The road south takes us past the monument to the Manufahi war, an anti-colonial uprising in 1910–12 led by a local headman. The Portuguese brought in troops from their colonies in Goa, Mozambique and Macao to suppress it. Now the event is folded into a longer history of Timor-Leste’s resistance to colonisation and eventual independence.

Up the hill at Same are the remains of a Portuguese posto or administrative station — a dormitory that became an Indonesian prison, black with mould; an abandoned colonial-era swimming pool; and a carved memorial to Indonesian troops who were ambushed and killed nearby. The solemn words in Bahasa are weathering slowly. A winged lizard lands atop the stone and Basilio laughs. He tells the story of how Falintil guerrillas disguised themselves as pro-Indonesian militia, deceiving them with smart city clothes and flash haircuts. In the distance Mount Kablake, the freedom fighters’ impenetrable redoubt, disappears into cloud.

All over Timor-Leste, Portuguese and Indonesian structures are layered over, leaving their traces in a halting present. Statues, slogans, even ways of doing things are repurposed but somehow carried forward for a new future that must both honour and transform the last century’s tragic narrative. There are new Chinese buildings wrapped around old Chinese buildings. There are Japanese and Korean aid projects. There’s the localised play of American pop culture everywhere. Half the population of the country is under twenty, born since independence.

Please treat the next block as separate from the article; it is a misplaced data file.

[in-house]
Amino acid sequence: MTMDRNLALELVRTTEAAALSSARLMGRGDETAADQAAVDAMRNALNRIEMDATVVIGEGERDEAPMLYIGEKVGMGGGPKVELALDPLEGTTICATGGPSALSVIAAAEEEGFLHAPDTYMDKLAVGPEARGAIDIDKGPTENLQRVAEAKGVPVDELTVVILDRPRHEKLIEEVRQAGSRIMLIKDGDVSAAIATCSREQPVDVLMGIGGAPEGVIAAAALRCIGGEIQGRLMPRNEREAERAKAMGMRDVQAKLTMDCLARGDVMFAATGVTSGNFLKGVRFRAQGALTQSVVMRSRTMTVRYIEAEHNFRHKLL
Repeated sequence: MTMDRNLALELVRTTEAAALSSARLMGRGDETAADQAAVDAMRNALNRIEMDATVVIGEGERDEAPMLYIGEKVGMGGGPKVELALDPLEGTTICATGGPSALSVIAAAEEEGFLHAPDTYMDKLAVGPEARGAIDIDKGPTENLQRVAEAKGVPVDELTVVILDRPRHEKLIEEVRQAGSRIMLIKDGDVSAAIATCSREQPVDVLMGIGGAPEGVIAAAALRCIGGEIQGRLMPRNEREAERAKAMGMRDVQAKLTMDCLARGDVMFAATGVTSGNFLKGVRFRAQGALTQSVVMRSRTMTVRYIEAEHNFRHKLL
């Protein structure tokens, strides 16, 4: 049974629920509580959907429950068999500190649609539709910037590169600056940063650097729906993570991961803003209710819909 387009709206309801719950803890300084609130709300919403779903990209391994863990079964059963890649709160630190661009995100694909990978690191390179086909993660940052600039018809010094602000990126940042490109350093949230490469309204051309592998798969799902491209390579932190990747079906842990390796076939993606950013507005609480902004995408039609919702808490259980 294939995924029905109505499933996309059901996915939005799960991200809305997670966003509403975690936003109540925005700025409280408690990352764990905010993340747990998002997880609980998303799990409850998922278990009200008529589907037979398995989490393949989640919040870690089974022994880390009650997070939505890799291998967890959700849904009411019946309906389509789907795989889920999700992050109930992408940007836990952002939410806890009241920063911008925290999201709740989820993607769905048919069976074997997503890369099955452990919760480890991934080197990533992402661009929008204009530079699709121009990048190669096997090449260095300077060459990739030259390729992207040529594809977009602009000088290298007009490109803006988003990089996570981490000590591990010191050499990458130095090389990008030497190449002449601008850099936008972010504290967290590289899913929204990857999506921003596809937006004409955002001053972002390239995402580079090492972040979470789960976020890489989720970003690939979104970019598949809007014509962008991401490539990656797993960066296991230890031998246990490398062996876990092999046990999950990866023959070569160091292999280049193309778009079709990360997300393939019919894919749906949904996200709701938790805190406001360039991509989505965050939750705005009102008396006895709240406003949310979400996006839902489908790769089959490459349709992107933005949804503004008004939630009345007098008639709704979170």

The living and the dead: a mural at Arte Moris in Dili. Claire Roberts

In 2003 an Indonesian museum near Dili was turned into a youth arts centre where new kinds of socially engaged art and performance were encouraged. Now, twenty years later, Arte Moris (“living art”) has been evicted from the site as the current Timor-Leste government makes it over into a club for veterans like Basilio’s father when they come in from the countryside.

Those fighters must be honoured, but murals have been destroyed, artworks tipped into temporary storage and a vibrant but fragile cultural ecosystem devalued. The move has drawn the ire of the most senior veterans of all, Xanana Gusmão and José Ramos-Horta, in office again as prime minister and president respectively, after a lifetime of heroic commitment to their people’s freedom. As generations and priorities collide, no solution has yet been found for Arte Moris. Meanwhile Timor-Leste is stepping out on the international art stage with a pavilion at the Venice Biennale this year, the twenty-fifth anniversary of the independence referendum, presenting the work of artist Maria Madeira, whose installation celebrates the resilience of East Timorese women, using traditional materials for contemporary cultural activism.

The reliance on extraction that drove a bloody history continues to drive today’s uneasy politics.